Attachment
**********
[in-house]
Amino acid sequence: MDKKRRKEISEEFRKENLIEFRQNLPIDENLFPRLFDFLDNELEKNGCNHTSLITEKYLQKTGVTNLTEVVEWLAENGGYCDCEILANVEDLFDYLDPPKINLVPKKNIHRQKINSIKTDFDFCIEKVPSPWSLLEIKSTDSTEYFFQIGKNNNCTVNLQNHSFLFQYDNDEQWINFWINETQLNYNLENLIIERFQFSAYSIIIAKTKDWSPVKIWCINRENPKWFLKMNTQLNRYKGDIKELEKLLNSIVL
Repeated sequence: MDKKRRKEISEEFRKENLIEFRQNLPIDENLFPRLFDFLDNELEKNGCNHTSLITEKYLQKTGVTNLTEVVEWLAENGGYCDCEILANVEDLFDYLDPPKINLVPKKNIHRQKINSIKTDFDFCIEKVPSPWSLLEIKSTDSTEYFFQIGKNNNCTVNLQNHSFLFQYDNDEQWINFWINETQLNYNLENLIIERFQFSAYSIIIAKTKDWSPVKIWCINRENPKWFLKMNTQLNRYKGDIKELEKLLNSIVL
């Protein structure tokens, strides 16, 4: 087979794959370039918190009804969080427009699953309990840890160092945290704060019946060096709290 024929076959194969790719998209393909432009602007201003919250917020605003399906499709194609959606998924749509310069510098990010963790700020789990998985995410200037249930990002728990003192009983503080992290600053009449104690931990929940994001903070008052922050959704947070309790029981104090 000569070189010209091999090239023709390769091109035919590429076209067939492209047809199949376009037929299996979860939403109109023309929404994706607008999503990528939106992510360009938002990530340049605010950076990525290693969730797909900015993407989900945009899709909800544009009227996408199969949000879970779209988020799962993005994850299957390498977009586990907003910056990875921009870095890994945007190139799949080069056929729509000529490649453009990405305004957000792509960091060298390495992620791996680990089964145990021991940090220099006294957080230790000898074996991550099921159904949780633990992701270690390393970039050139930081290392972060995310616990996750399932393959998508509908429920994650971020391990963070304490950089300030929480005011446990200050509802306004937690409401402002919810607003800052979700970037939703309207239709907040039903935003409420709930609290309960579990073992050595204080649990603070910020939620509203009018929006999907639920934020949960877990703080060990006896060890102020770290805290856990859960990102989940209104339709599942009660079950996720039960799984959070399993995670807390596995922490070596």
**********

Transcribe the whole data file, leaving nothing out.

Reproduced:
[in-house]
Amino acid sequence: MDKKRRKEISEEFRKENLIEFRQNLPIDENLFPRLFDFLDNELEKNGCNHTSLITEKYLQKTGVTNLTEVVEWLAENGGYCDCEILANVEDLFDYLDPPKINLVPKKNIHRQKINSIKTDFDFCIEKVPSPWSLLEIKSTDSTEYFFQIGKNNNCTVNLQNHSFLFQYDNDEQWINFWINETQLNYNLENLIIERFQFSAYSIIIAKTKDWSPVKIWCINRENPKWFLKMNTQLNRYKGDIKELEKLLNSIVL
Repeated sequence: MDKKRRKEISEEFRKENLIEFRQNLPIDENLFPRLFDFLDNELEKNGCNHTSLITEKYLQKTGVTNLTEVVEWLAENGGYCDCEILANVEDLFDYLDPPKINLVPKKNIHRQKINSIKTDFDFCIEKVPSPWSLLEIKSTDSTEYFFQIGKNNNCTVNLQNHSFLFQYDNDEQWINFWINETQLNYNLENLIIERFQFSAYSIIIAKTKDWSPVKIWCINRENPKWFLKMNTQLNRYKGDIKELEKLLNSIVL
């Protein structure tokens, strides 16, 4: 087979794959370039918190009804969080427009699953309990840890160092945290704060019946060096709290 024929076959194969790719998209393909432009602007201003919250917020605003399906499709194609959606998924749509310069510098990010963790700020789990998985995410200037249930990002728990003192009983503080992290600053009449104690931990929940994001903070008052922050959704947070309790029981104090 000569070189010209091999090239023709390769091109035919590429076209067939492209047809199949376009037929299996979860939403109109023309929404994706607008999503990528939106992510360009938002990530340049605010950076990525290693969730797909900015993407989900945009899709909800544009009227996408199969949000879970779209988020799962993005994850299957390498977009586990907003910056990875921009870095890994945007190139799949080069056929729509000529490649453009990405305004957000792509960091060298390495992620791996680990089964145990021991940090220099006294957080230790000898074996991550099921159904949780633990992701270690390393970039050139930081290392972060995310616990996750399932393959998508509908429920994650971020391990963070304490950089300030929480005011446990200050509802306004937690409401402002919810607003800052979700970037939703309207239709907040039903935003409420709930609290309960579990073992050595204080649990603070910020939620509203009018929006999907639920934020949960877990703080060990006896060890102020770290805290856990859960990102989940209104339709599942009660079950996720039960799984959070399993995670807390596995922490070596």